"I am realistic to my detriment," Woody Allen says. "There is no God. There is no purpose to the universe. One day the sun will burn out. Earth will be gone and further down the line the entire universe will be gone."
We’re not finished yet.
“Everything we’ve created will have gone: Beethoven, Shakespeare. It’s a meaningless thing. I am realistic in my appraisal of the human condition, but not realistic in my everyday life. I do many, many foolish things.”
Speaking with the flesh- and-blood Woody Allen is a most peculiar business. It takes only the odd “um” and the occasional “ah” to establish that, yes, the onscreen personae really is a variation on the 78-year-old Brooklyn legend.
It’s been an uncomfortable time of late for Allen. Recent allegation of sexual abuse – deemed off-limits in this conversation – from Dylan Farrow, his adoptive daughter, have, following denials, left those outside the family in a state of confusion. The stories are incompatible. We weren’t there. None of us really knows anything.
Meanwhile, the Allen show continues uninterrupted. Here he is in Paris, promoting his 47th film as director. Every time he looks to be on the way out, like near-contemporary Bob Dylan, he digs out another unexpected gem. Blue Jasmine and Midnight in Paris, numbers 46 and 44, respectively, were unexpected critical and commercial smashes. "I never know. It's always a surprise," he says. "I never thought Midnight in Paris would be a hit. Who knows who Ernest Hemingway is any more? The people who go to the cinema are young people. They've never heard of Gertrude Stein. We thought: it will open; a few people will come. It ended up being seen in France, Argentina, everywhere."
Woody's latest, Magic in the Moonlight, seems unlikely to emulate that level of success. Starring Colin Firth as a grumpy magician who, in 1920s France, seeks to unmask Emma Stone's clairvoyant, the film is firmly in the "middling" sector of Allen's oeuvre. As ever, it opens with credits in the familiar Windsor font accompanied by a tune from the Great American Songbook. As has so often been the case, Allen seems to be yearning for the days before rock'n'roll.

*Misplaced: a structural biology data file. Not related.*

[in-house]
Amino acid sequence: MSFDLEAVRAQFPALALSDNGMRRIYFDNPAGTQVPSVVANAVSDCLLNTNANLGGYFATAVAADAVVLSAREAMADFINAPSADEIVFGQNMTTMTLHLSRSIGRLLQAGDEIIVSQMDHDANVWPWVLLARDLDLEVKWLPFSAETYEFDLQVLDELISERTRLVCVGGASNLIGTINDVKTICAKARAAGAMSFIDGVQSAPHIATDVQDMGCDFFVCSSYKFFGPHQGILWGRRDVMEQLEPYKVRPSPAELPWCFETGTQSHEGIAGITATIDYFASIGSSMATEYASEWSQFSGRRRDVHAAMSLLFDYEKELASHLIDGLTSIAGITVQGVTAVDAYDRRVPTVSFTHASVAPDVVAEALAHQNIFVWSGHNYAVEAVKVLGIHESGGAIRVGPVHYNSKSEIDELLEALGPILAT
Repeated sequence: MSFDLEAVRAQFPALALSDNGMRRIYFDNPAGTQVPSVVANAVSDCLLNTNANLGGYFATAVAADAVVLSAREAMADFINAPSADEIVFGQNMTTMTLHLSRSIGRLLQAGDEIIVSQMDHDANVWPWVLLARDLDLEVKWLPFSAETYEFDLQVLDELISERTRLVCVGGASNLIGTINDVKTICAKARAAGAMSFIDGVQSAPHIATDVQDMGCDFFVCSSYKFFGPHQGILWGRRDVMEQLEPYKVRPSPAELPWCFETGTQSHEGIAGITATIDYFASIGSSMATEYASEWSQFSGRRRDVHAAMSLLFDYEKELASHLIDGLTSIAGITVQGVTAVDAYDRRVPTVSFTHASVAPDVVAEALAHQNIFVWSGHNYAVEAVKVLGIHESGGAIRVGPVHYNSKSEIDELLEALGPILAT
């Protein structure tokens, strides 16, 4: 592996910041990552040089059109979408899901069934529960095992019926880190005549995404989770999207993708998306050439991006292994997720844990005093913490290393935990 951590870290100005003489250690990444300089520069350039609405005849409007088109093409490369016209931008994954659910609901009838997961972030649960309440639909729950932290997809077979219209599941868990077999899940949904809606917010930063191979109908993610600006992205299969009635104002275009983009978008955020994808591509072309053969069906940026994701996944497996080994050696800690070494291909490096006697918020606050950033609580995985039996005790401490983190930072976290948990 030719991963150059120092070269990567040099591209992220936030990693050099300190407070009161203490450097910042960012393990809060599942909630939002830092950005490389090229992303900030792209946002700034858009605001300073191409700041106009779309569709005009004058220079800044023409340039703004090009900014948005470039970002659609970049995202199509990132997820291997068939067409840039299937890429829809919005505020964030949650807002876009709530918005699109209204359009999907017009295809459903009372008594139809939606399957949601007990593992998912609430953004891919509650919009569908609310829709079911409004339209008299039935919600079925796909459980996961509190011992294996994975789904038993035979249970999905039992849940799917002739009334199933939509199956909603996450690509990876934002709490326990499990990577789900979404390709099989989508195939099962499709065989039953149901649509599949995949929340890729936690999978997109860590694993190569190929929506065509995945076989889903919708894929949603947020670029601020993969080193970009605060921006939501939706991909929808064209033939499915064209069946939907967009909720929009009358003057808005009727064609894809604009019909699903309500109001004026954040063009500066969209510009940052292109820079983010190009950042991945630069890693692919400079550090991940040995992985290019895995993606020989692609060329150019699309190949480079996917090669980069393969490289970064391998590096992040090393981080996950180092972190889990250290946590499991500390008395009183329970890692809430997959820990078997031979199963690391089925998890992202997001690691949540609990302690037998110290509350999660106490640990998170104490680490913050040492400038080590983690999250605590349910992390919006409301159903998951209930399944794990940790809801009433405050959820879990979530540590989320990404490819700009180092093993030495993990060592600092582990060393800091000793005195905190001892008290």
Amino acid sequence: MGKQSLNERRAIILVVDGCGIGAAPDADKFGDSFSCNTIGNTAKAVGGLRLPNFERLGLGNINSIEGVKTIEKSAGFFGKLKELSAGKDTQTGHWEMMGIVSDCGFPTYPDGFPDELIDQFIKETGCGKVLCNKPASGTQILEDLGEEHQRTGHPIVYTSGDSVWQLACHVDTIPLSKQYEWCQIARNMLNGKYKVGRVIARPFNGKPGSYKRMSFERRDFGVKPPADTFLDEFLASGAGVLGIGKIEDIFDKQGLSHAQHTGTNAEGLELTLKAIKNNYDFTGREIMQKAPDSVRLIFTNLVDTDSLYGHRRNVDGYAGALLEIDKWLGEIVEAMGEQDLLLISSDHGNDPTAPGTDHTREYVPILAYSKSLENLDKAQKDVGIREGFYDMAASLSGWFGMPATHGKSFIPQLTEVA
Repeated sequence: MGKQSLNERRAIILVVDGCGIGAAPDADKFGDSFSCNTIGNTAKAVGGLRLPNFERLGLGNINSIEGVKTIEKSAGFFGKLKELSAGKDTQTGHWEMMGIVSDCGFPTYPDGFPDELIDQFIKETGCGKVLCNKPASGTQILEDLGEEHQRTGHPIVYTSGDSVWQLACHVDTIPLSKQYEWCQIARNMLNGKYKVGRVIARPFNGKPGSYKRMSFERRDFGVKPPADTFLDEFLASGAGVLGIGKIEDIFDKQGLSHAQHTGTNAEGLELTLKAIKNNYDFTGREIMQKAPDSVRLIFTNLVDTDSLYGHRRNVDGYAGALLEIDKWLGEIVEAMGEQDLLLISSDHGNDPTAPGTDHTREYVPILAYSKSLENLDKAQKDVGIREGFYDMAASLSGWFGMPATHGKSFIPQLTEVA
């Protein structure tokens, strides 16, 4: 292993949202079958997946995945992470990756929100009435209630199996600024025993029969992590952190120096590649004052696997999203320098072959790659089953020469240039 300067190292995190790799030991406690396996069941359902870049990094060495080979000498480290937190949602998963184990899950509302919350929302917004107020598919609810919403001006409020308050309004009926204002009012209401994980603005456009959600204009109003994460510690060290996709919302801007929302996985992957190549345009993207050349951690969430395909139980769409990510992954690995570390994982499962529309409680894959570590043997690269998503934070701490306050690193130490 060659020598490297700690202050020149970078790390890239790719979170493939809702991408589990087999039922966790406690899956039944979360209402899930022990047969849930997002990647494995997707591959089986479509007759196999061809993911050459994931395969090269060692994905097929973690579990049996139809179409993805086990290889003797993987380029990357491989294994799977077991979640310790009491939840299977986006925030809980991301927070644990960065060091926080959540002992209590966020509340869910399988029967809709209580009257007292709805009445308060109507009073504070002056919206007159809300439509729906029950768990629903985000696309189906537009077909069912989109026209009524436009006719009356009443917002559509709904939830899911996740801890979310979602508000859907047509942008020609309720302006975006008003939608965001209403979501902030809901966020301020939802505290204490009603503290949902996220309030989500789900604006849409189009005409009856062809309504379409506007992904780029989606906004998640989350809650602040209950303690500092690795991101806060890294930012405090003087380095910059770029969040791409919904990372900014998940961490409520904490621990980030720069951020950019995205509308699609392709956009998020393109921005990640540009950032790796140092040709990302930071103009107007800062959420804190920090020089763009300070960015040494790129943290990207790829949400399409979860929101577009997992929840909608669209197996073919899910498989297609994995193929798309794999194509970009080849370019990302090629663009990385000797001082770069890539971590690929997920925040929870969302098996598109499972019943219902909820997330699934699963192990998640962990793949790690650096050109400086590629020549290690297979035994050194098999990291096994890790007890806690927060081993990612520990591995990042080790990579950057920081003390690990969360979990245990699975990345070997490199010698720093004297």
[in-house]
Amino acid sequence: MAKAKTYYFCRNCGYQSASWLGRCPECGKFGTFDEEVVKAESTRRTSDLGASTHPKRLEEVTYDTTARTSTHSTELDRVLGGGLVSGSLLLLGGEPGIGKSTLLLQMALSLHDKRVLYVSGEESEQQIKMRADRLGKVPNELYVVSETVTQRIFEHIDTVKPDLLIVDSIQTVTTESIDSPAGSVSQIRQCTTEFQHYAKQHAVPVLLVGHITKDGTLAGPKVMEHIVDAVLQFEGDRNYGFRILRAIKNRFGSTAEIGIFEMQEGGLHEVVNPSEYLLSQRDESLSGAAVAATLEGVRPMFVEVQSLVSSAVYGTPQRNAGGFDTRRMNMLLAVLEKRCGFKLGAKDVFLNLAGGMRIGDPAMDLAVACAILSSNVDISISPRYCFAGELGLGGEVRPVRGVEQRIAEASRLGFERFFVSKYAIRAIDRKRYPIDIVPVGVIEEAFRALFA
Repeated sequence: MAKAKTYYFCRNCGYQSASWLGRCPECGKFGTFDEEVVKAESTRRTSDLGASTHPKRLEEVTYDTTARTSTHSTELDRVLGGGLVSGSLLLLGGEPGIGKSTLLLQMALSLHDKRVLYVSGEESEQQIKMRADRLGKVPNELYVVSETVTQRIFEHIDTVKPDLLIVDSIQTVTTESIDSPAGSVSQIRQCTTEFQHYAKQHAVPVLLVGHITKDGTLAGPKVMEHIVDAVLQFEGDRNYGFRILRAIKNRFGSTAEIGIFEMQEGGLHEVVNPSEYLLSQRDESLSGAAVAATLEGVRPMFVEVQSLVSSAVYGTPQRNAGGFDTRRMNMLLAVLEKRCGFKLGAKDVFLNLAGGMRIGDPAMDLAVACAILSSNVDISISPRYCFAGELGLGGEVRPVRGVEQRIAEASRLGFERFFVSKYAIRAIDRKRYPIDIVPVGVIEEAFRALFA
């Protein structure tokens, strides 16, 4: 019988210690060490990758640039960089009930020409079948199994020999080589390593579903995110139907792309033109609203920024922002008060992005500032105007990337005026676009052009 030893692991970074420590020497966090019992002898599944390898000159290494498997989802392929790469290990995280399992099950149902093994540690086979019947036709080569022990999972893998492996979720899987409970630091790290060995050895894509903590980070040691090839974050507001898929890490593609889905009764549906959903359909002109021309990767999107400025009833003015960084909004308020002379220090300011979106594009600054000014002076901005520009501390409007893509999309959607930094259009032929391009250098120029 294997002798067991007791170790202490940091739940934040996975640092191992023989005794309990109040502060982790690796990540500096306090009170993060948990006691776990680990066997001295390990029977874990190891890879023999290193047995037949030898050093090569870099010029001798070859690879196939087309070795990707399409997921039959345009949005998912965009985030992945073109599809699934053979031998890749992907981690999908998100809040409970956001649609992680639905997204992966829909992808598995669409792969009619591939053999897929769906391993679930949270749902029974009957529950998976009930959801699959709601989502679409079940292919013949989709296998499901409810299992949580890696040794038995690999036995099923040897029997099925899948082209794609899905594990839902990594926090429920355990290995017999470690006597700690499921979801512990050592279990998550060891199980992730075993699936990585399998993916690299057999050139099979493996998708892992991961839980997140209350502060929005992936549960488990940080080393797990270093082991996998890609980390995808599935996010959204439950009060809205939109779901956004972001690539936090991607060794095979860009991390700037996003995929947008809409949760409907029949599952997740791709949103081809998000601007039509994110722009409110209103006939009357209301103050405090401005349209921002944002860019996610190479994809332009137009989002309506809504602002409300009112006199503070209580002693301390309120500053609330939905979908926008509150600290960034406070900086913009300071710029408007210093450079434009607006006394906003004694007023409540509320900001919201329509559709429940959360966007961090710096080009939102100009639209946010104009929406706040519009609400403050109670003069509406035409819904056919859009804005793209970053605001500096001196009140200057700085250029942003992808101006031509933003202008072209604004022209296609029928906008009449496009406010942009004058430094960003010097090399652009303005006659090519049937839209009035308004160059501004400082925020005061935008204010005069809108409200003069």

"I grew up with those songs," he says. "And we all love the music we've grown up with. I talk to kids and they grew up with The Beatles. They think that's the most beautiful thing they've ever heard. For me it was Gershwin and Cole Porter. "
The kids who “grew up with The Beatles” are contemplating retirement. Half of that band are dead and the other two have passed into their eighth decade. It’s as if the “Great Allen Project” is aimed at stopping the world from advancing forward.
Since Annie Hall emerged in 1977, there has been only one year (that's 1981, trivia fans) when an Allen film did not bring its hot jazz and Windsor type to lucky cinemas. Nobody else in the history of cinema has managed this steady rate of production. The troughs come and go, but he ploughs on tirelessly.
"As a film-maker I think I am very lucky," he says. "I have always had complete creative control. If one of my films is bad there is nobody else to blame. I don't take it too seriously. I don't think I have made any great masterpieces. I have made some good films. I have made some mediocre films."But it's a nice way to live. I wake up at seven o'clock and go into work. There's Scarlett Johansson and she looks amazing. There's Colin Firth and he looks so handsome and he's so funny. That's a good way to work." There is, of course, always a sombre coda with Allen. This is a man who describes himself as "enormously pessimistic about the human condition". He has enjoyed the work very much, but he feels that he has never come close to the standards of idols such as Bergman or Fellini.
“I should have been able to make more great films,” he says with a wag of the head. “I have made some good ones, but I should really have done better. If I had been less lazy and more hard-working, if I had been more dedicated I would have a better record. I really believe that.”
Read these quotes without any supporting information and you could be forgiven for thinking the interview is a depressing one. But Allen's conversation is always alleviated by the amused, fatalistic tone that has informed his comedy for well over half a century. It is there in the stand-up that launched his career. It's there in – to quote Stardust Memories – his "early funny ones". You get it in more serious pictures such as Blue Jasmine.
Life is hard, but it seems to be (just about) worth pursuing. “I can never understand why they come to my films,” he muses. “It’s best not to think about it. It’s best just to make the films, get out of the way and hope for the best.”